Soldiers who have tasted the brine of combat understand this, which is why they get so angry when someone disrespects the flag. This country is the value, what we value is the value, and often, that’s as specific as one can get.

On the eve of the seventh-year anniversary of the deaths of paratroopers PFC Michael Metcalf and 1LT Jonathan Walsh, whose demise by IED I detailed in my book The Brave Ones: A Memoir of Hope, Pride, and Military Service, a reader sent an email disagreeing with my analysis.


In my book I write:


“The bereaved parents that I would speak with after the deployment often wanted to know what the objective was for the mission their son died on. ‘What has the army traded for my son’s life?’ Yet war rarely affords a fair value, or even any value, to the individual life. Soldiers who have tasted the brine of combat understand this, which is why they get so angry when someone disrespects the flag. This country is the value, what we value is the value, and often, that’s as specific as one can get.”


The critical reader, son of an officer who was with the 8thAir Force on D-Day and himself, a Vietnam-era Air Force veteran, writes, “Perhaps, in a war protecting America, but not Vietnam, Iraq, or Afghanistan (our son has deployed three times), perhaps, even Korea. What a waste and how wrong . . . the truncated lives, single parents, kids without parents and the money, too, not lost for this country. Your book strengthens my conviction… Here America is, almost 70 years after the beginning of the Korean “Conflict” and about 60 years after the beginning of Vietnam, and Americans are still dying for politicians!”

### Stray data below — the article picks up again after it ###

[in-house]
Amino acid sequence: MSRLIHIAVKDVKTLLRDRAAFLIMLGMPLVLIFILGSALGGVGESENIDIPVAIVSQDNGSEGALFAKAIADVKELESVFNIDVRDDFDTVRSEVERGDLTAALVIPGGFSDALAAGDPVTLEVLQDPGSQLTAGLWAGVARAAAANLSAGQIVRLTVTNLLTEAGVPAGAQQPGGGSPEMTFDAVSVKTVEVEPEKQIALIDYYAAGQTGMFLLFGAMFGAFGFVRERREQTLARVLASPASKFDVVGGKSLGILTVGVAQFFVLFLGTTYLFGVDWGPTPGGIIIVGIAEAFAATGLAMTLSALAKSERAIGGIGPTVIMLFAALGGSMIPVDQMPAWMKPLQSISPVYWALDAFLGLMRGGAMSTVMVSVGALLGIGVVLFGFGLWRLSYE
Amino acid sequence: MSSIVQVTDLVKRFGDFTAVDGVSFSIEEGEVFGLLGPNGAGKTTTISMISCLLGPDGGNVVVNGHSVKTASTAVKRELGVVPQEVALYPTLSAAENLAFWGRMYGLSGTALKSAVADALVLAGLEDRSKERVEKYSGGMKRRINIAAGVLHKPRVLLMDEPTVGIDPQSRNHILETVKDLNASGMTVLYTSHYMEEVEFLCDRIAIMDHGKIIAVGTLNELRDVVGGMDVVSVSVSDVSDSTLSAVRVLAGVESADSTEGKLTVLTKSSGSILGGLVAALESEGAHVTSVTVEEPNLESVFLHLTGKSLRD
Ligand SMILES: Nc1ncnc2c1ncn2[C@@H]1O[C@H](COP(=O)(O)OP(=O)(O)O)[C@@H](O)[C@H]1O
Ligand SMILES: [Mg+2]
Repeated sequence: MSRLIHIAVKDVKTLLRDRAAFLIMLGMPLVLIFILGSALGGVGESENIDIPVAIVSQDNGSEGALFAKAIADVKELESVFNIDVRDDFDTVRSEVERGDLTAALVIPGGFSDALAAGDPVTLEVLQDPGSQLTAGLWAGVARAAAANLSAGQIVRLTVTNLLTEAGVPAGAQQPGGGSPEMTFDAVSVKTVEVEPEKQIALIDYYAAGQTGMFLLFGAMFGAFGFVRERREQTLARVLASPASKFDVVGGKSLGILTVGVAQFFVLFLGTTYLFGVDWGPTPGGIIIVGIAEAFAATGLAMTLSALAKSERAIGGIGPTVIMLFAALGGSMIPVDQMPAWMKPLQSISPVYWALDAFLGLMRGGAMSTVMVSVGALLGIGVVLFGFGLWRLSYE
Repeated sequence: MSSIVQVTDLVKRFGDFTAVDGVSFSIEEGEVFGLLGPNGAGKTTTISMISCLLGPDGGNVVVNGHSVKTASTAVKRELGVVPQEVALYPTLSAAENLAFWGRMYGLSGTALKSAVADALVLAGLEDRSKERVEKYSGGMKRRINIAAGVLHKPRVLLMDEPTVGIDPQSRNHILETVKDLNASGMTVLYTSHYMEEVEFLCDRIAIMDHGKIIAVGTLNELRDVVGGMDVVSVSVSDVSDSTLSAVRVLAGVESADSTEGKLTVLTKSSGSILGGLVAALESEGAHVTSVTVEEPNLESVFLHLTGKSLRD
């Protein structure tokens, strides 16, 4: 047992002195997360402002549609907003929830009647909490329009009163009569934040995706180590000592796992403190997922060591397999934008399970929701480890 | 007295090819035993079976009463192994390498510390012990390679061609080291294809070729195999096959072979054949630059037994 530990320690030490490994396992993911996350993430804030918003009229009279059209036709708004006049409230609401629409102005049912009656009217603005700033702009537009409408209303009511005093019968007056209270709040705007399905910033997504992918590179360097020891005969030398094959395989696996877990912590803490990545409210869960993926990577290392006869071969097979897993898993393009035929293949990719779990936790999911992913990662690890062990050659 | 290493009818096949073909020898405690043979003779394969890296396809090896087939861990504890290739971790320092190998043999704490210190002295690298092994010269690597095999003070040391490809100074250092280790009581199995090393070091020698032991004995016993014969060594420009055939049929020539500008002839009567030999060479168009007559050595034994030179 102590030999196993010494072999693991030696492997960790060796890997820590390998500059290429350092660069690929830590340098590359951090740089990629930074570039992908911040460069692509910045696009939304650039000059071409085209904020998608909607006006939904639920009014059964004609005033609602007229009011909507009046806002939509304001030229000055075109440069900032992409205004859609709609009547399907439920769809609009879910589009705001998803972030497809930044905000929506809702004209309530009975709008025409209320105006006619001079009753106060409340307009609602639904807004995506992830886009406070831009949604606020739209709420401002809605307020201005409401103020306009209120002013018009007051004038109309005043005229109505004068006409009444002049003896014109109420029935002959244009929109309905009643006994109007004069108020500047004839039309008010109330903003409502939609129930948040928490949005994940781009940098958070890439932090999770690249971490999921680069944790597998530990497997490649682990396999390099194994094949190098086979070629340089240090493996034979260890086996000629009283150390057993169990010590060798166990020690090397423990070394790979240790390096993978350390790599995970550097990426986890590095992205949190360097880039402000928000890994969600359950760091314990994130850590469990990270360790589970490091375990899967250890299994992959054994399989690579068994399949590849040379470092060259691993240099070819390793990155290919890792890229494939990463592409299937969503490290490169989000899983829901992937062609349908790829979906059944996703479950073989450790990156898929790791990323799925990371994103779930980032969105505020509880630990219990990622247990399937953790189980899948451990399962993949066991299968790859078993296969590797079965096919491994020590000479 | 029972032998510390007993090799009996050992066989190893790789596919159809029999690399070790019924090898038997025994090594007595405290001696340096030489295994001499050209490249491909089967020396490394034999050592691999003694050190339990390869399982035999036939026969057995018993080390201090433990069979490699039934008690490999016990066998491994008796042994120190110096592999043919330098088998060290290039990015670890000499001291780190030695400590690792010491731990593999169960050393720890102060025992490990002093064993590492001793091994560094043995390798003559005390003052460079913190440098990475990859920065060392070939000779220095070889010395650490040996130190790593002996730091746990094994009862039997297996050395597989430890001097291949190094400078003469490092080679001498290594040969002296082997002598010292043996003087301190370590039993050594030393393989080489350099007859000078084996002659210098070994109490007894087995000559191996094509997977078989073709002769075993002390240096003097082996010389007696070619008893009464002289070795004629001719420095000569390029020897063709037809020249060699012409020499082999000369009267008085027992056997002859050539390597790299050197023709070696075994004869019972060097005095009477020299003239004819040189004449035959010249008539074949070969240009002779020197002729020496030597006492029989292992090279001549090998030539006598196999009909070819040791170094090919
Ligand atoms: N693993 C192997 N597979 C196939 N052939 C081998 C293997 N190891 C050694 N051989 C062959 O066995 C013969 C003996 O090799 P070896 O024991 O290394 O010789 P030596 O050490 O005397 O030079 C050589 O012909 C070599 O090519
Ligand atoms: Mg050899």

His wasn’t a question, only an opinion – a reaction – that he felt compelled to share. Yet for the veterans of America’s longest war, the only war we’ve conducted in which a child not yet born when the war began can now serve in the same war as his father or mother, the sacrifices made in Afghanistan are a burning irritant. In Qara Bagh where Walsh and Metcalf were killed, Afghan forces and the Taliban are still battling for control of Highway 1. What had they died for?


The day his email arrived, I happened to be spending the day with a Marine veteran of the Battle of Khe Sanh, a bilateral amputee infantryman of the Iraq War whose life is dedicated to service members suffering from the wounds of war, and an Army officer who had led soldiers in the slums of Sadr City and was an infantry company commander in the same battalion as Walsh and Metcalf when they were killed. I also emailed a favorite command sergeant major on active duty with the 82nd, one who had escaped the communists in Vietnam and emigrated to America. I asked each their opinion of the man’s statement, “What a waste and how wrong.”


None of them answered quickly. When they finally did, I was struck by the consistency of what that had to say. Here then is their reply to the Air Force vet’s comment.